ABSTRACT

Decolonization and Feminisms in Global Teaching and Learning is a resource for teachers and learners seeking to participate in the creation of radical and liberating spaces in the academy and beyond. This edited volume is inspired by, and applies, decolonial and feminist thought – two fields with powerful traditions of critical pedagogy, which have shared productive exchange.

The structure of this collection reflects the synergies between decolonial and feminist thought in its four parts, which offer reflections on the politics of knowledge; the challenging pathways of finding your voice; the constraints and possibilities of institutional contexts; and the relation between decolonial and feminist thought and established academic disciplines. To root this book in the political struggles that inspire it, and to maintain the close connection between political action and reflection in praxis, chapters are interspersed with manifestos formulated by activists from across the world, as further resources for learning and teaching.

These essays definitively argue that the decolonization of universities, through the re-examination of how knowledge is produced and taught, is only strengthened when connected to feminist and critical queer and gender perspectives. Concurrently, they make the compelling case that gender and feminist teaching can be enhanced and developed when open to its own decolonization.

part I|65 pages

Knowledge

chapter 1|8 pages

CarteArte 1

Below and on the left in purple 2
ByBatallones Femeninos

chapter 2|14 pages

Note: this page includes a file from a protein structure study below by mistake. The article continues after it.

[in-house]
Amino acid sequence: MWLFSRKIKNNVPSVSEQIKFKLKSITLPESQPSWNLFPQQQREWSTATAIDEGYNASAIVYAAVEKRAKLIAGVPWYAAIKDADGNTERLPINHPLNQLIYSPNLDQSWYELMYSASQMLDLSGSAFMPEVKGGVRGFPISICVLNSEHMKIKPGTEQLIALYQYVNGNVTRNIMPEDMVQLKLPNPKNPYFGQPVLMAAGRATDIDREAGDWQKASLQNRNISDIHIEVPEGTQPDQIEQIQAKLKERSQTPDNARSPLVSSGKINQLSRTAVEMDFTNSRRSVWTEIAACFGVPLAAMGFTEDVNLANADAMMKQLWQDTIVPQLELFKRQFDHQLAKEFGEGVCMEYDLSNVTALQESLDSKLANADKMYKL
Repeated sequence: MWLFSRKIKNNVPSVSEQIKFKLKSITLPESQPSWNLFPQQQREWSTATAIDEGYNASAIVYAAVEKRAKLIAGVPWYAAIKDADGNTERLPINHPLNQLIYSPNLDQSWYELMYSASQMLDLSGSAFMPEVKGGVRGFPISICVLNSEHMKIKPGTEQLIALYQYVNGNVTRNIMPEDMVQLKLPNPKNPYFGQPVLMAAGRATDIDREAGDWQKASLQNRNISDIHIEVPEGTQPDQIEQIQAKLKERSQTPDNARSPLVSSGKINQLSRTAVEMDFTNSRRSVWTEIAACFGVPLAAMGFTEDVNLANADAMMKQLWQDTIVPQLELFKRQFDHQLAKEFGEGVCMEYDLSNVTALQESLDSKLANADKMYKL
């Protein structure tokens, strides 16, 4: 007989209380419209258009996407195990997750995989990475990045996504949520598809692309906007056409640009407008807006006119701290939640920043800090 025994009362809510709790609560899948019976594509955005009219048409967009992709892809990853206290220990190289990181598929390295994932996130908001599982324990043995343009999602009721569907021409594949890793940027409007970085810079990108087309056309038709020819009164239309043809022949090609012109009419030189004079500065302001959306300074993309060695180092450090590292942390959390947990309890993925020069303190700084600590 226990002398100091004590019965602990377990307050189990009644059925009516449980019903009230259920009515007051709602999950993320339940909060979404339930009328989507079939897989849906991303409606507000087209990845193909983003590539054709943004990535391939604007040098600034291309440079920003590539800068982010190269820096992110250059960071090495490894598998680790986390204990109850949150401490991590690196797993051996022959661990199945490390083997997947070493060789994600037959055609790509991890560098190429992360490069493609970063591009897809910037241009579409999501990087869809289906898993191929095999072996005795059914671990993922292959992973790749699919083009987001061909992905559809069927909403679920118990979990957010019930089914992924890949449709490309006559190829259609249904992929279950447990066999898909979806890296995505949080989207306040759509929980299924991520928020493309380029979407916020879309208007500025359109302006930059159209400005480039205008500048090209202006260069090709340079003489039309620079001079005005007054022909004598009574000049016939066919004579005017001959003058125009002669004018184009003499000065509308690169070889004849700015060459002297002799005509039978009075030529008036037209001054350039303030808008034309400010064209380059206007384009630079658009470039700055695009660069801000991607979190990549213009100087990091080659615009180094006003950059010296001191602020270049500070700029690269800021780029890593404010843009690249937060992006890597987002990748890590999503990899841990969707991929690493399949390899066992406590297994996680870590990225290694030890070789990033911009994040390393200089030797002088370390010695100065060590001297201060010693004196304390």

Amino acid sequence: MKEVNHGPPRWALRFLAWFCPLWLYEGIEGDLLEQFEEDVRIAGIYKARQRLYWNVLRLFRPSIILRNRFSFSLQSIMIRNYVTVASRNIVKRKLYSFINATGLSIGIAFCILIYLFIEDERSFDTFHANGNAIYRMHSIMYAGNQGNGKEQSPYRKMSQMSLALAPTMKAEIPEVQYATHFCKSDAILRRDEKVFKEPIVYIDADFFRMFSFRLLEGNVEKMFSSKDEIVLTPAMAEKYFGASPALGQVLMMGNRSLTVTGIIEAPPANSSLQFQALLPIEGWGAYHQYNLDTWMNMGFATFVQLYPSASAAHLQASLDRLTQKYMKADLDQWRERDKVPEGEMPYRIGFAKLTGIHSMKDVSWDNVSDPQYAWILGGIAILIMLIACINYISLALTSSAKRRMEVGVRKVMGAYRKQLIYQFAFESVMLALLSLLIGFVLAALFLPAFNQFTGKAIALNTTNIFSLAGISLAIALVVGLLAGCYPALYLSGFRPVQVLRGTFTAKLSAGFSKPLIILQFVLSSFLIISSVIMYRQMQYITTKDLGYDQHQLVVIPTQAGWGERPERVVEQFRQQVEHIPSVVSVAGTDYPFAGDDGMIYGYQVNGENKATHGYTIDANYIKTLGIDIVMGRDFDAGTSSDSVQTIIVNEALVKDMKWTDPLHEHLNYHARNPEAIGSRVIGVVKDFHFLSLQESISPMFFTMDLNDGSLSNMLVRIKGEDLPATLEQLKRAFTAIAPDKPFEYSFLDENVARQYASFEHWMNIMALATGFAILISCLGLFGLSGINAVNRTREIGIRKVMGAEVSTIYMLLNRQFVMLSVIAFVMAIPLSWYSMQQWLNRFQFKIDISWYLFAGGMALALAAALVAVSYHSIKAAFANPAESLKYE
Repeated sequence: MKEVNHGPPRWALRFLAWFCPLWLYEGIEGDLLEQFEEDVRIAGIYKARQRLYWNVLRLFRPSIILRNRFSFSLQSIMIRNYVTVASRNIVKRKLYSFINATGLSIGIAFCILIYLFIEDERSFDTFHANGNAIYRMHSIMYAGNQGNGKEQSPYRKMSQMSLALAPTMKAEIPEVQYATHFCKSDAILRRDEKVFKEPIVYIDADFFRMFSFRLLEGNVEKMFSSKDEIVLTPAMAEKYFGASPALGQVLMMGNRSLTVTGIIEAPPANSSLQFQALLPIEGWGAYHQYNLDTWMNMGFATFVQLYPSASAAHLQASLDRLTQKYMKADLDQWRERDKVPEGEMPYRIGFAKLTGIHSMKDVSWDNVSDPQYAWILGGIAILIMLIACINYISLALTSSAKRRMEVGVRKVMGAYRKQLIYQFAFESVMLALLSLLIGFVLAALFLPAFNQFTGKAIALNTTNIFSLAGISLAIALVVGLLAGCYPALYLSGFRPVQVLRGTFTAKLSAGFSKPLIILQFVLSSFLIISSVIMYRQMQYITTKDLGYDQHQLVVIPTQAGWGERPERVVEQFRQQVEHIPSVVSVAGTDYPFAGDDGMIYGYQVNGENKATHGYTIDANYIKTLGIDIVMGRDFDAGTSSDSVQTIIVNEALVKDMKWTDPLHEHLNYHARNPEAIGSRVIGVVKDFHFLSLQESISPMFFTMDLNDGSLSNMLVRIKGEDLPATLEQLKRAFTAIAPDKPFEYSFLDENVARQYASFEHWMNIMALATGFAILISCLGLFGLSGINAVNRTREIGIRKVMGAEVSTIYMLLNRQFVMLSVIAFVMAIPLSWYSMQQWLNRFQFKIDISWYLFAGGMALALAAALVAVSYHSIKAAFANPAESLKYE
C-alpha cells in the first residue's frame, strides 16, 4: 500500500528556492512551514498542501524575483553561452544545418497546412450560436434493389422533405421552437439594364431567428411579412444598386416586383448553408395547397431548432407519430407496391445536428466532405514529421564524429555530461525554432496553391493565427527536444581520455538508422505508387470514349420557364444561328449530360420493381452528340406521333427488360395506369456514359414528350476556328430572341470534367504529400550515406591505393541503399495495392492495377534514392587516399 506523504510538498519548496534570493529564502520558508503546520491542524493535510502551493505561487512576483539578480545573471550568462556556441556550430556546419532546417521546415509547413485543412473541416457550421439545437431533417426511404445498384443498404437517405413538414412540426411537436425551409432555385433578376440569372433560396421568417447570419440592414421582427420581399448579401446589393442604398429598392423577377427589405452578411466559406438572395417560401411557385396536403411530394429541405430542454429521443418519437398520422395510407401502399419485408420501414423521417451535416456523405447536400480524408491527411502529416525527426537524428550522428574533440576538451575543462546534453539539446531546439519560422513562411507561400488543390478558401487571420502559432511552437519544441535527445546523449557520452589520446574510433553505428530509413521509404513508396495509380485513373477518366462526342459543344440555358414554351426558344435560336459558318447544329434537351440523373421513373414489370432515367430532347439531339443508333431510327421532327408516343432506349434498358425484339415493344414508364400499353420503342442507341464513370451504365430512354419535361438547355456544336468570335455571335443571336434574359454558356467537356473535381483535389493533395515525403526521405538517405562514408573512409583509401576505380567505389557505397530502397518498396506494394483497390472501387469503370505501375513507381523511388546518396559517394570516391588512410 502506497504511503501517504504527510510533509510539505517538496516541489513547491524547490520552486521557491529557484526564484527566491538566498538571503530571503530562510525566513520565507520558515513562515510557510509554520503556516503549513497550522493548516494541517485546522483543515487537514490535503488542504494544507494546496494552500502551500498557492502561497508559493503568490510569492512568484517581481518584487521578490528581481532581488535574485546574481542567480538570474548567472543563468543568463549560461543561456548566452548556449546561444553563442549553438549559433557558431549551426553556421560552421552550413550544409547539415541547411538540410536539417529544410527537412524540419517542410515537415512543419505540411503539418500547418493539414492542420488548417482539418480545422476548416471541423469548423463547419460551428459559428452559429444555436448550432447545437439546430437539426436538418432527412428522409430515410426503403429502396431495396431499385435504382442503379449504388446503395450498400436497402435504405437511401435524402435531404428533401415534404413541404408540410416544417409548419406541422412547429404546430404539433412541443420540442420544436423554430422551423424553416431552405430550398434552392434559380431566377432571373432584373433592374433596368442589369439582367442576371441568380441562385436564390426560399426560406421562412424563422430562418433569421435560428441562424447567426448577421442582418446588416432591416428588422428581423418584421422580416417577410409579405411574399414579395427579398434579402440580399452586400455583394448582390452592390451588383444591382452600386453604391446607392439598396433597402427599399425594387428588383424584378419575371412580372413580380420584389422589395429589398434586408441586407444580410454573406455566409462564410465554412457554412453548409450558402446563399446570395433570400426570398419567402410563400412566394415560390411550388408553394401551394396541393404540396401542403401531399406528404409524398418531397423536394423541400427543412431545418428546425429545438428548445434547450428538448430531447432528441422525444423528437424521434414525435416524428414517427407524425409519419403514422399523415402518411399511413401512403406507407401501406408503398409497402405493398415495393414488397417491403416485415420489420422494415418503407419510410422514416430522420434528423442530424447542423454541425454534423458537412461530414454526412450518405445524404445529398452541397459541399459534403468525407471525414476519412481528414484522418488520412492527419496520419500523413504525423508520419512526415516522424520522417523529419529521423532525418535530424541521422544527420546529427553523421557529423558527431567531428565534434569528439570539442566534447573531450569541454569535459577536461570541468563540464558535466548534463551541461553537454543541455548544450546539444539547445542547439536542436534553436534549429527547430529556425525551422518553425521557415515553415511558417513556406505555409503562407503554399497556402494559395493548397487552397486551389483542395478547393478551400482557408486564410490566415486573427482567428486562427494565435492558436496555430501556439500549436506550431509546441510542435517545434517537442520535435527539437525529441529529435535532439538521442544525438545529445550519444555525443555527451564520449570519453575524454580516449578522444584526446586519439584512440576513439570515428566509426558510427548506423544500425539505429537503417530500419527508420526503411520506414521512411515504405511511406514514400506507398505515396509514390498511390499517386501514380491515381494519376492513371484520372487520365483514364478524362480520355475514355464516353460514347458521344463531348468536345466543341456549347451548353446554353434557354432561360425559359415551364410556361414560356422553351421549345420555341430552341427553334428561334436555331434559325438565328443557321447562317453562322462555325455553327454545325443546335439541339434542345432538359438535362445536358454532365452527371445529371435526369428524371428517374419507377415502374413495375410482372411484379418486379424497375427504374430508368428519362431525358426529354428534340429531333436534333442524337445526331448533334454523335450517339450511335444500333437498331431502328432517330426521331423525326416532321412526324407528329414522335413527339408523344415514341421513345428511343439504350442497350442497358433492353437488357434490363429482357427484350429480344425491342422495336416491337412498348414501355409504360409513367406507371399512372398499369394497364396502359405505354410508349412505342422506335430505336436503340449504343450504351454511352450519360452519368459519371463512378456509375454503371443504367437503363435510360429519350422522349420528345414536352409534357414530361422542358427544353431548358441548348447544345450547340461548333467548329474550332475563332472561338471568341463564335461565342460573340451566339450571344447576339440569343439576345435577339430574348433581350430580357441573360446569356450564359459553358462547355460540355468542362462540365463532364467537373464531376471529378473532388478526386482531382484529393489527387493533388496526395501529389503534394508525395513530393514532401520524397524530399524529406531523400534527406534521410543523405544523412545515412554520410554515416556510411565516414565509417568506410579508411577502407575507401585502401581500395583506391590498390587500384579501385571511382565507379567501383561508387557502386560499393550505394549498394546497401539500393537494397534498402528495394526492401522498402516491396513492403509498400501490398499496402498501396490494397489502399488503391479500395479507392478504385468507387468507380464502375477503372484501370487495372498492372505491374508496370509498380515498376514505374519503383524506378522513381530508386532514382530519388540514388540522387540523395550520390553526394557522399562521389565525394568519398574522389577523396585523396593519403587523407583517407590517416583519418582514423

Pacific peoples, higher education and feminisms

BySereana Naepi

chapter 3|18 pages

Feminizing and decolonizing higher education

Pedagogies of dignity in Colombia and Australia
BySara C. Motta

chapter 4|17 pages

Undoing colonial patriarchies

Life and struggle pathways 1
ByXochitl Leyva Solano

chapter 5|6 pages

About the Transnational Network Other Knowledges

La Red Trasnacional Otros Saberes (RETOS) between crises and other possible worlds 1

part II|38 pages

Voice

chapter 6|6 pages

The decolonization manifesto

ByWanelisa Xaba

chapter 7|16 pages

The liability of foreignness

Decolonial struggles of migrants negotiating African identity within UK nurse education
ByRoselyn Masamha

chapter 8|12 pages

Decolonial feminist teaching and learning

What is the space of decolonial feminist teaching?
ByFrançoise Vergès

chapter 9|2 pages

ATELIER IV manifesto

ByFrançoise Vergès, Gia Abrassart, Bénédicte Alliot, Kader Attia, Paola Bacchetta, Jean-François Boclé, Odile Burluraux, Jephthe Carmil, Gerty Dambury, Myriam Dao, Lucie Dégut, Alexandre Erre, Fabiana Ex-Souza, Nathalie Gonthier, Yo-Yo Gonthier, Antoine Idier, Marta Jecu, Léopold Lambert, Carpanin Marimoutou, Myriam Mihindou, Laura Huertas Millan, Kat Moutoussamy, Frédéric Nauczyciel, Pier Ndoumbe, Pascale Obolo, Yohann Quëland de Saint-Pern, France Manoush Sahatdjian, Melissa Thackway, Mawena Yehouessi, Mikaëla Zyss

part III|48 pages

Institutions

chapter 11|20 pages

Coloniality of power, knowledge and modes of (des)authorization

Occupation practices in Brazilian schools and universities
ByMarta Fernández, Andréa Gill

chapter 12|16 pages

Learning from prisons

Decolonial feminism and teaching approaches from prison to university
ByElena Vasiliou

chapter 13|6 pages

Post-it notes to my lecturers

ByRoselyn Masamha

part IV|47 pages

Disciplines

chapter 14|3 pages

Intervention

Sixteen participants of the “Crossing Borders” conference in Lesbos, Greece, July 2016
Edited BySara de Jong, Rosalba Icaza, Olivia U. Rutazibwa

chapter 15|23 pages

On babies and bathwater

Decolonizing International Development Studies 1
ByOlivia U. Rutazibwa

chapter 16|17 pages

“Straight from the heart” 1

A pedagogy for the vanquished of history
ByAsha Varadharajan

chapter 17|2 pages

Notes on Europe and Europeans for the discerning traveller

ByRobbie Shilliam